If these treatments are unacceptable, contraindicated or ineffective for a patient, then eating disorder focused focal psychodynamic therapy (FPT) will need to be considered, with treatment sessions typically occurring once a week over a period of 40 weeks. The focus of FPT is to explore what the symptoms mean to the person, how the symptoms affect the person and how these symptoms influence the person’s relationship with others and with the therapist. (NICE,2017)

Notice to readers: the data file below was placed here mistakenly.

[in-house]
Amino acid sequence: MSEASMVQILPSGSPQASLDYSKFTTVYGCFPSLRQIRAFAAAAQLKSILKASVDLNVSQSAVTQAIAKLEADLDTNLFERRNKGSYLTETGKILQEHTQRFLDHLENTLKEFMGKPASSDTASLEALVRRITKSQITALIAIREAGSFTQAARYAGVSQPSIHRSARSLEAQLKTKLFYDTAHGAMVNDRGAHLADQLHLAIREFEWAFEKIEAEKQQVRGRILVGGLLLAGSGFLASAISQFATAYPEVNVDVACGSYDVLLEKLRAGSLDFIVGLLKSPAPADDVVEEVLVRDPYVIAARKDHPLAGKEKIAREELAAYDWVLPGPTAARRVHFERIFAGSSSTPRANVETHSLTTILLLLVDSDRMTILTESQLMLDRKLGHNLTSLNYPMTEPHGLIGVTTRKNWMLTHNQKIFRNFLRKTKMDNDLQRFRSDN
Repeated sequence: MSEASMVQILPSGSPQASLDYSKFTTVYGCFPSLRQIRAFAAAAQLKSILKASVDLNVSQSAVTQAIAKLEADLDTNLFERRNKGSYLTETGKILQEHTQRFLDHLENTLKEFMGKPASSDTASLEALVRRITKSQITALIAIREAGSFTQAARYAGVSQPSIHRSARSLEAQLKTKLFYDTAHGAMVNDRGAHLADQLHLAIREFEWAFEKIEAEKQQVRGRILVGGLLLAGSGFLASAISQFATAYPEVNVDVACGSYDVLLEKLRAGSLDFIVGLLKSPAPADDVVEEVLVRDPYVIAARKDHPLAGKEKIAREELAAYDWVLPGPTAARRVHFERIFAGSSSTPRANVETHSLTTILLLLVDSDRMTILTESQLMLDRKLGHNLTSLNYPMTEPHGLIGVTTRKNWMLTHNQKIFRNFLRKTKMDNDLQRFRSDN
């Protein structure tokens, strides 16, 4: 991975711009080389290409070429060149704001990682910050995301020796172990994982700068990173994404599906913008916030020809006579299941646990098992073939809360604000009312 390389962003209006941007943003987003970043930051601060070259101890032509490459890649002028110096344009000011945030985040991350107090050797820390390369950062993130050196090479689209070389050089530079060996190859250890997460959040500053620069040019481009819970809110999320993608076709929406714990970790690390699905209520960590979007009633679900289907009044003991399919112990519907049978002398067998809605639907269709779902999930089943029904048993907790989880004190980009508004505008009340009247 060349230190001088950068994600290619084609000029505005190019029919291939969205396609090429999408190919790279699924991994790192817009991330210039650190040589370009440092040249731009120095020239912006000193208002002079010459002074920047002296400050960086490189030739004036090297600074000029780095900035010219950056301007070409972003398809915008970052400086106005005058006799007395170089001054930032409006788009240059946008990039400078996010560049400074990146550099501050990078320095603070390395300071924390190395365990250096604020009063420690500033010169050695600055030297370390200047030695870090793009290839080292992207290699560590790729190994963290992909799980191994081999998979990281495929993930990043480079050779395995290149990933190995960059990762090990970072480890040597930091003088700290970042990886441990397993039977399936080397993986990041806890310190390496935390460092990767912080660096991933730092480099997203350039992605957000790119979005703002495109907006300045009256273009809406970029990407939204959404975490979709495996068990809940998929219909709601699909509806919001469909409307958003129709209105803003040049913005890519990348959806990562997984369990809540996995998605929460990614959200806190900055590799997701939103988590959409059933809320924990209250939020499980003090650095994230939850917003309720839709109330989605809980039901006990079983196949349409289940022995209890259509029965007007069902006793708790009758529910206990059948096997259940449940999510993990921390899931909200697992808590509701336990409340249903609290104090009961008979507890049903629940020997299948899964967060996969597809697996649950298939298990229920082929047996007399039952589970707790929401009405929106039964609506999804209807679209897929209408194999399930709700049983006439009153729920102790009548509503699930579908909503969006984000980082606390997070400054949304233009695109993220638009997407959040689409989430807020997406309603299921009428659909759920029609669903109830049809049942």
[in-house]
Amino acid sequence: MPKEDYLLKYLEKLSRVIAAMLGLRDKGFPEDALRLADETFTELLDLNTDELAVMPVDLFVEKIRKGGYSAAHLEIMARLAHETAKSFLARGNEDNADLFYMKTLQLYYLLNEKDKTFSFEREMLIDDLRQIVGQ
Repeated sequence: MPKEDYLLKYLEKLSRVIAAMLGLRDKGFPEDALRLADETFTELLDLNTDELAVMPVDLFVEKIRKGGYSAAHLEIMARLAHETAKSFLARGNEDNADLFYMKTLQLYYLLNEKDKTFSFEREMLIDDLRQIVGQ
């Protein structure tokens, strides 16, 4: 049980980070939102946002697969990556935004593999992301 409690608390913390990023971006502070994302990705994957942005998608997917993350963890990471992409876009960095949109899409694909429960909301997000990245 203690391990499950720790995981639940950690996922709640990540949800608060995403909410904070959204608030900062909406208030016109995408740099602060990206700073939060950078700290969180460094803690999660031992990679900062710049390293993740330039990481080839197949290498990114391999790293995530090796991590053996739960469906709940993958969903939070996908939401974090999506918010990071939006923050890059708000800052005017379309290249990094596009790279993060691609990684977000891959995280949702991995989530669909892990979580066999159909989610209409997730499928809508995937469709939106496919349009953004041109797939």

Resistance to treatment or low treatment acceptability is very common in eating disorders, and may contribute to patients dropping out or why their treatments fail. Generally speaking resistance can refer to conscious and unconscious and unconscious factors that prevent a patient from engaging in the treatment process. (Aspen, Darcy & Lock,2014). In spite of its clinical relevance, very little research has been done on resistance to treatment. (Abbate-Daga, Amianto, Delsedime, De-Bacco & Fassino,2013). The combination of high drop out and low treatment acceptability has led some researchers to suggest pausing large scale clinical trials until these obstacles have been resolved. (Schauenburg, Friederich, Wild,Zipfel & Herzog,2009). This therefore indicates a gap in this particular area of research, if research in resistance to treatment was pursued further, with the aim of getting to the root cause of what contributes to it could potentially be of benefit to future treatment and treatment outcomes. To further add progress in new treatments is believed to be slow because of insufficient research funding allocated for eating disorders. In the UK this disparity is highlighted with 7.2% of funding being allocated for depression research, 4.9% for psychosis research but only 0.4% for eating disorders research. (Chaturvedi & Patwardhan,2016)